So it’s important to under-stand the Quantum. We need to stand under, we need something from which the Quantum emerges. However, as Ian Miller points out

Most people probably think that science is a rather dull quest for the truth, best left to the experts, who are all out to find the truth. Well, not exactly. Here is a video link where Sean Carroll points out that most physicists are really uninterested in understanding what quantum mechanics is about:

This is rather awkward because quantum mechanics is one of the two greatest scientific advances of the twentieth century, and here we find all but a few of its exponents really neither understand what is going on nor do they care. What happens is they have a procedure by which they can get answers, so that is all that matters, is it not? Not in my opinion. What happens thereafter is that many of these are University teachers, and when they don’t care, that gets passed on to the students, so they don’t care. The system is degenerating.

But, you protest, we still get the right answers. That leaves open the question, do we really?

Under-standing the Quantum is the deepest question. Fully answered, it will probably bring an answer to the nature of consciousness.

The Quantum is about the infinitesimally small. To expect that “smaller” would ever be “smaller” just the same way was first philosophically solved by the Greeks, by denying the idea smaller is ever the same. Instead they the Greeks invented a-toms, which could not be divided. The Greeks claimed to have observed the atoms (or assemblies thereof) moving around haphazardly, so they also invented (or discovered) Brownian motion (or the effect of Brownian motion on larger particles).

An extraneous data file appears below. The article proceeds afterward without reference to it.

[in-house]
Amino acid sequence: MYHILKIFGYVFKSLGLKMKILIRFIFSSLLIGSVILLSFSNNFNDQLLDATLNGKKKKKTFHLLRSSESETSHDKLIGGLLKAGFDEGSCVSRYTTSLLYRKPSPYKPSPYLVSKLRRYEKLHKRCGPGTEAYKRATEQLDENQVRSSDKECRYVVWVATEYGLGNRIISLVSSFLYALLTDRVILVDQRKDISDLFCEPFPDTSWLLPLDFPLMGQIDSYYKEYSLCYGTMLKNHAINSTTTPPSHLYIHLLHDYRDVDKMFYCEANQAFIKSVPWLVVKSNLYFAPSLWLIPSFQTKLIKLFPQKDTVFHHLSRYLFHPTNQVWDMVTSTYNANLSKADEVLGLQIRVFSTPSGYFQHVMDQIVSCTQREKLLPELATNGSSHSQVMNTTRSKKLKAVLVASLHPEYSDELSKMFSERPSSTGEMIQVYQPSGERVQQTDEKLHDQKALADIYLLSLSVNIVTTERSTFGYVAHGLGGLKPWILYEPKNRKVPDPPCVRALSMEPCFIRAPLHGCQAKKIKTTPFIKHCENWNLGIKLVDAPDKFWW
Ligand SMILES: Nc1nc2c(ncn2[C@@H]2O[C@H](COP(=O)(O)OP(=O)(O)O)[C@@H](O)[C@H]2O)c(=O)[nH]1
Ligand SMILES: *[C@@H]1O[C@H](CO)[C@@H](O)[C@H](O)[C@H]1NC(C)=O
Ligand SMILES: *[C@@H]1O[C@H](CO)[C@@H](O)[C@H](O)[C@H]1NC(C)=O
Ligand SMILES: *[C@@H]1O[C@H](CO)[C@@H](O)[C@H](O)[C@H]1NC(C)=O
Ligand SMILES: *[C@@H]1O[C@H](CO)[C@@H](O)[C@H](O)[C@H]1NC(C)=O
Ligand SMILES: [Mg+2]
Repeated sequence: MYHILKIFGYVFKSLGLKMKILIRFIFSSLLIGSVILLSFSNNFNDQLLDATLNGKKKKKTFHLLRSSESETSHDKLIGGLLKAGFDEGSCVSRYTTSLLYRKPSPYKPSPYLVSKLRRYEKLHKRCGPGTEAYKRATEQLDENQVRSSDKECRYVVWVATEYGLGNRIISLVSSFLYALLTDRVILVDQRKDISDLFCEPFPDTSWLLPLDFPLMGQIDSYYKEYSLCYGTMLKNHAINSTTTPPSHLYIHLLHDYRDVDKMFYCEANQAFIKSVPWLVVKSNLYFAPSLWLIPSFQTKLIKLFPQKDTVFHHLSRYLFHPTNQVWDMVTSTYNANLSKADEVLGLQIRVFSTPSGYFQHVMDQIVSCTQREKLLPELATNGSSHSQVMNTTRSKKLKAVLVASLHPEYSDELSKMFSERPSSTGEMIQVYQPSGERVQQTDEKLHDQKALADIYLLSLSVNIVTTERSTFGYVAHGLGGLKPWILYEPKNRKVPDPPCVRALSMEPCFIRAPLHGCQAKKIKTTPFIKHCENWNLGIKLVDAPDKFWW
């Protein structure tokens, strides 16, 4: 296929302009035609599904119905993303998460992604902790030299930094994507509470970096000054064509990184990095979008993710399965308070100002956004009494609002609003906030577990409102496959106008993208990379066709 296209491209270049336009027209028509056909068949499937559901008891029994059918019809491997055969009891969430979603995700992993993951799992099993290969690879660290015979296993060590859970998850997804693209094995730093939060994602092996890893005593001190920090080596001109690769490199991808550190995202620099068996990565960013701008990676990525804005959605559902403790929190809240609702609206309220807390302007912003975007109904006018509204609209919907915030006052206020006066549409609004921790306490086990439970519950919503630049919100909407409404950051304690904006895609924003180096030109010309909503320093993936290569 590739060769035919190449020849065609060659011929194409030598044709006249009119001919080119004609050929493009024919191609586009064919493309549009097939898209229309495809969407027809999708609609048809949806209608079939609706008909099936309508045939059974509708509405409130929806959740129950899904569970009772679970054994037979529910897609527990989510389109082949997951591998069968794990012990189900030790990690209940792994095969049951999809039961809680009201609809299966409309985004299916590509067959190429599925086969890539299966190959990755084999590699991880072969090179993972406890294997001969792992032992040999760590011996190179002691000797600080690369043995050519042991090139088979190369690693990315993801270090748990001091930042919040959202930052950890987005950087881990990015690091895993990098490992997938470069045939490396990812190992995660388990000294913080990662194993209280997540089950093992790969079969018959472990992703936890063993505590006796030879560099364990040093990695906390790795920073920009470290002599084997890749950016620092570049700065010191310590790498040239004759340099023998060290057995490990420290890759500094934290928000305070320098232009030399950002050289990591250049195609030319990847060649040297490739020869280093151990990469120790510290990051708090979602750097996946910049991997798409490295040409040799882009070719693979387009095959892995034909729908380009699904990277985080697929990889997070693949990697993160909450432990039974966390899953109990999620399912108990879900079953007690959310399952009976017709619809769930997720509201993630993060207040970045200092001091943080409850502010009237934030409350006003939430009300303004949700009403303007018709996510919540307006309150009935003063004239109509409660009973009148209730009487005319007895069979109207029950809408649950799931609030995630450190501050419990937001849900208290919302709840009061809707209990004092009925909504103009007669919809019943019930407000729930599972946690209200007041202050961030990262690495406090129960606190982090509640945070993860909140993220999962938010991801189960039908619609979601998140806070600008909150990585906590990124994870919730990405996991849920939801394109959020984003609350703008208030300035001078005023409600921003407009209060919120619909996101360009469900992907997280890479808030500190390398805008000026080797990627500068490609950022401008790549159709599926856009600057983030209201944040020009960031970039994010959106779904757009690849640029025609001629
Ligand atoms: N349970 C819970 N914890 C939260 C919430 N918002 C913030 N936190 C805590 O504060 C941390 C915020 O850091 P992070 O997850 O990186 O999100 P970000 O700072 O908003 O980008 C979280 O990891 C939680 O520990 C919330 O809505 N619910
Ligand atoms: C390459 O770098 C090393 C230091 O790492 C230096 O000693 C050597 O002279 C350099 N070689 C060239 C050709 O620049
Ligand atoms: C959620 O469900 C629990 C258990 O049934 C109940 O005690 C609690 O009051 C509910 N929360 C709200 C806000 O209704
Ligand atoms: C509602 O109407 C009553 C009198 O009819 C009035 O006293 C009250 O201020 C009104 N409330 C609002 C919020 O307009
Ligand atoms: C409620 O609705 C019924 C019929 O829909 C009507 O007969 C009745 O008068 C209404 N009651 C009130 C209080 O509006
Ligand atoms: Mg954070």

But what was what could not be divided, these atoms, be made of? All forces we know augment inversely to distance, they become infinite at zero scale… so the smaller the portion of an object, the more crushed it is going to be, ultimately, so crushed light would not come out (as Laplace found out in the 18th Century). So we shouldn’t be able to see what is incredibly small, because the gravitational field goes to infinity. That was not really a problem… although a variant of this, when applying the idea of Quantum Field to gravitation and its gravitons (excitations of the gravitational field) is a problem, because gravitation should black holed itself, although it obviously does not.(I made a very famous mathematician in the field a friend actually, completely furious in his Stanford office when I pointed out this simple fact; he was the world’s top specialist in that generation, learning his field was empty was not a pleasant experience…)